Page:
Publication celebrating the exhibition at the Wallace Collection.
In the middle of the fourteenth century, Europe was devastated by an appalling epidemic which killed a third of its population. Accused of having spread the disease, Jewish communities faced terrible persecutions, which often led them to bury their most valuable goods. Two of these hoards, discovered at Colmar in 1863 and at Erfurt in 1998, are discussed and illustrated in this splendid catalogue, published to accompany an exhibition at the Wallace Collection London. Comprising a great variety of jewelry, gold- and silversmiths’ work and coins, these two hoards constitute an exceptional source for the study of secular metalwork in the thirteenth and fourteenth centuries, very few examples of which have otherwise come down to us. They provide precious evidence of the economic activities and daily life of the medieval Jewish communities, but also of their precarious position within Christian Europe. In Erfurt over 1000 people were killed, the entire Jewish population. Some of the objects, because of their very personal character, are deeply poignant.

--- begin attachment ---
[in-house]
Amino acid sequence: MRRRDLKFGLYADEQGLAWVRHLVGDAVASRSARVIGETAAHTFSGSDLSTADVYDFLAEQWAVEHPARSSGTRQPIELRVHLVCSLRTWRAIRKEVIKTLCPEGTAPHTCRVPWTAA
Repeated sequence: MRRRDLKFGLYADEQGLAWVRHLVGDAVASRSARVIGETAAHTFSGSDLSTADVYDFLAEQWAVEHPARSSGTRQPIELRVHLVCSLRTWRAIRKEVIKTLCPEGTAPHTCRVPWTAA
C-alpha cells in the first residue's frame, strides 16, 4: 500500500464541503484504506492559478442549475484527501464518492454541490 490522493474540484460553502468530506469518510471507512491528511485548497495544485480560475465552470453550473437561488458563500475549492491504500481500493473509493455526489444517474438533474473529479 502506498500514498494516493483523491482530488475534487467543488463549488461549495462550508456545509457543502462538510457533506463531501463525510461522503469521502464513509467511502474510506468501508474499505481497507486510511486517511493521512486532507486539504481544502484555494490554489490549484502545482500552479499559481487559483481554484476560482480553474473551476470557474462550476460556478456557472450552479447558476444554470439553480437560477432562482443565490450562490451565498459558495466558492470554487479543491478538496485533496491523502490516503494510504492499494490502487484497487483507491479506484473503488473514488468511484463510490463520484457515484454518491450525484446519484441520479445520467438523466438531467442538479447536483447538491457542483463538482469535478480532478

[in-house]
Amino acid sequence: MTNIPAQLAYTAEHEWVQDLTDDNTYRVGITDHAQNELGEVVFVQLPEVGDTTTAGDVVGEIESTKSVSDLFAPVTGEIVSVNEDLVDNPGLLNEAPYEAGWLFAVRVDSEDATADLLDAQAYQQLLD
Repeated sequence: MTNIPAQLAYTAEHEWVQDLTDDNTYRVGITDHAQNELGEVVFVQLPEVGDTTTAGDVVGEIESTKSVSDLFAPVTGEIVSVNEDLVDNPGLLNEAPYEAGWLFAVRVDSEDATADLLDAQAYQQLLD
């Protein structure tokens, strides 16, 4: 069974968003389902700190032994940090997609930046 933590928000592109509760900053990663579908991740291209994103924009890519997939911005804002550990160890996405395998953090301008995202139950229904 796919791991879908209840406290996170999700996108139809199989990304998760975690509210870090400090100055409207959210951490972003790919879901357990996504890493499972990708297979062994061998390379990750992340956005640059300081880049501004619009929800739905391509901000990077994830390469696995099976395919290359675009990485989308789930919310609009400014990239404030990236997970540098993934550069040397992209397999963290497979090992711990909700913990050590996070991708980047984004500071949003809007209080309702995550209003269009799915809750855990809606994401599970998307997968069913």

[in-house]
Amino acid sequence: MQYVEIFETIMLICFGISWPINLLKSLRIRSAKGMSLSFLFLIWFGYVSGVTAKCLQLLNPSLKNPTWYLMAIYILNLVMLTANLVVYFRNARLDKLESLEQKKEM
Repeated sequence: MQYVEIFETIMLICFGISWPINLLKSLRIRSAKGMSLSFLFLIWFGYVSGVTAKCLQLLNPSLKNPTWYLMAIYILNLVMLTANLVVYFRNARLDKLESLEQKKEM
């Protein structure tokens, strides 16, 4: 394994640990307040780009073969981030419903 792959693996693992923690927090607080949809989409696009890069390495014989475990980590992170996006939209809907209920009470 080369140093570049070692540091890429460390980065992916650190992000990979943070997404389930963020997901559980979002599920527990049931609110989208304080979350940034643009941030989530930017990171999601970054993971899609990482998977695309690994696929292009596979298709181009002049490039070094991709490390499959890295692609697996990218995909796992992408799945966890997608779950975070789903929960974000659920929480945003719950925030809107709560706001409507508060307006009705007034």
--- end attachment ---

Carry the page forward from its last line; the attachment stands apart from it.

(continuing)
Edited by Christine Descatoire, with contributions by Marian Campbell, Christopher Cluse, Michel Dhénin, Timothy Husband, Johann M. Fritz, Oliver Meking, Jörg R. Müller, Mario Schlapke, Karin Sczech and Maria Stürzebecher